The seasoned production team at the Hylton Center brings excellence to every show. Every time. From coordinating myriad needs of touring artists to balancing sound levels to hanging precise lighting plots, and so much more, this team does it all with a quiet grace and skillful mastery. And while these Hylton professionals are content to execute details big and small behind the scenes, we thought it was time to turn the spotlight on them! We spoke with three long-time production team members, all of whom have been performing integral roles at the Hylton Center for over 10 years, and asked them to tell us more about their individual roles.
What does a typical day in your job look like during the Hylton Center performance season?
Mark Ormesher, Production Staff: We're advancing shows continuously, with rentals and community groups comprising the bulk of our show load. Advancing a Hylton Presents season is pretty straightforward. Most of the groups are on tour and have professionals explaining what they need. From there it's often as simple as "yes, we got that" or "no, we'll need to rent that.” Once we've confirmed those details, we'll set those things in motion. Many of the groups that we work with are folks we see frequently, year after year, and we have tour managers and staff whom we consider friends. Now that we're headed towards a more "normal" post-COVID life, I'm excited to see some of my colleagues from around the country again.
Chris Burrell, Production and Facilities Manager: The largest part of my day is spent on either advancing shows with various artists and groups, or scheduling staff to cover each of the events. The advancing part of the job is by far the most time consuming as we, Diane Burrell and I, try to prepare for every possibility that might arise during an artist’s time with us. We learned from touring groups across the country that the venues that were the most prepared were always the easiest to work with. This has always translated into a better performance for the audience. For those reasons it has been my goal to make sure that every artist, whether a famous touring artist or a local community group, are treated as if they are the most important show the Hylton Center has ever had.
Kevin D. Smith, Technical Director: I can’t really say I have a ‘typical’ day. It all depends on the work or show load. Some days I’m at my desk sending out and reading emails advancing the show coming in. Some days I’m running around the building working on performances. I’m mostly a supervisor/liaison between our crew and visiting shows. I make sure that information is making it to people that need it, and the work is getting done. But because of my background, I can also jump in and do other roles on stage as needed such as Master Electrician, Lead Flyperson, and a small part Audio. There have even been performances in the Gregory Family Theater where I was the only Hylton Center staff member working onsite, and had to fill in for multiple roles.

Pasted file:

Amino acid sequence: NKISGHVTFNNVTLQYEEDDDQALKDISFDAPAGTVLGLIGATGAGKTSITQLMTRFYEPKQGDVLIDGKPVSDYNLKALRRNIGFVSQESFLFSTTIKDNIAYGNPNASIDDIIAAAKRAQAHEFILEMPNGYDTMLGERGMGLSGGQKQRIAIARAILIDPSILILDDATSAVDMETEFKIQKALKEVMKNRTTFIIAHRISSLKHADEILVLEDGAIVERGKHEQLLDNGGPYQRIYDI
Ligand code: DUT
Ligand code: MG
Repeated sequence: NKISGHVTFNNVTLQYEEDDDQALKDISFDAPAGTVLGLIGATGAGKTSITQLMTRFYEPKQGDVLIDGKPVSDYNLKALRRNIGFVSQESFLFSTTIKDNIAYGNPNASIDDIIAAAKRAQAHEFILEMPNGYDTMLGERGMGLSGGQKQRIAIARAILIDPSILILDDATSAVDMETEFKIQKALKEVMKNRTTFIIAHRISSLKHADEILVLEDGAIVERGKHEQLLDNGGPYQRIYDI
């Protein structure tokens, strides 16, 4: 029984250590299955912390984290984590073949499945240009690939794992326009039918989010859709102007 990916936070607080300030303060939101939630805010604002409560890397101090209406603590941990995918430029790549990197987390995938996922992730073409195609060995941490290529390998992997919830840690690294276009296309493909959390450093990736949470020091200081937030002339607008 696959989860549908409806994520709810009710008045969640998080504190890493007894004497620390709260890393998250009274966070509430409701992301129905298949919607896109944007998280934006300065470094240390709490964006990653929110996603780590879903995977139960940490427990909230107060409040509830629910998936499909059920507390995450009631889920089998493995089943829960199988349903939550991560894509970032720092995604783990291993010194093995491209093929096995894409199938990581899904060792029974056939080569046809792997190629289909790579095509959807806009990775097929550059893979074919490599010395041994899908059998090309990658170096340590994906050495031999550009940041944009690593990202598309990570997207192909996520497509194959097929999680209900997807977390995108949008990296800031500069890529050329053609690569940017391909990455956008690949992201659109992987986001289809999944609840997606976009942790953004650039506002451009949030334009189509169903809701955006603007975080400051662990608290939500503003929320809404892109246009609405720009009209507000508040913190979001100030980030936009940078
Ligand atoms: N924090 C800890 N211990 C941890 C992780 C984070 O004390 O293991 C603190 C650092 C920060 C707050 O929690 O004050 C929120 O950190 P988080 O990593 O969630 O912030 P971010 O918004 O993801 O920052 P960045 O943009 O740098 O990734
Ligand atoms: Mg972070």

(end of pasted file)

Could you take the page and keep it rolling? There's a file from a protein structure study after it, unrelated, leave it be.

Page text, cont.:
What kinds of projects do you work on during the summer, between performance seasons?
CB: Unlike a lot of university performing arts centers, we never stop holding events. Although our season usually ends in May, June is one of the busiest months with a lot of local dance companies, recitals, and rentals. This June there are only three days in which there is nothing in the building, and many days have multiple events happening on the same day. So for us, the rental event load will keep us busy for the summer. During that time we will spend three weeks spread out over July and August doing general maintenance on all of our lighting, audio, and video equipment. This year, we will also paint the Merchant Hall and Gregory Family Theater stage floors (this is an every third year job). If time permits, we will try to complete some general facilities maintenance such as touch-up painting of walls and dressing rooms, and replace non-LED lights throughout the building with LED fixtures. This is an on-going project that Production started in 2017-18.
KS: During the summer we still have rental clients performing shows as well as summer camps that need our attention. When we do carve out some time, we maintain our equipment and paint the stages.
MO: The summer is mainly about maintaining the building. Things wear out, break, need a new coat of paint, and need to get dusted off. We try to get things in the best working order possible. With 500+ events in the building throughout the year, our spaces and equipment need a little love in the summer.
What performance(s) are you most excited about on the Hylton Center’s 22-23 Season?
CB: I always enjoy the Hylton Family Series as they are some of our most fun events. I think that Mummenschanz (10/23) and Machine De Cirque (2/4 & 2/5) will also be interesting performances because they are different than most of what we do. I’m very excited to see Mark Morris Dance Group (2/11) finally performing on the Merchant Hall stage, too.
KS: Honestly, it’s the Hylton Family Series performances that I get the biggest kick out of. They tend to be fun and different from what we normally do. Especially the series’ lightheartedness and diverse subject matter. SUGAR SKULL! A Día de los Muertos Musical Adventure (11/13) has definitely caught my eye.
MO: I look forward to the American Festival Pops Orchestra (12/9) every year, as watching Tony [Maiello] conduct has been a masterclass in a warm professional leader. Obviously, he's now passed the baton, and this year we get to really meet our new maestro. Peter Wilson is a charming gent, and I'm thrilled to see where the orchestra goes from here.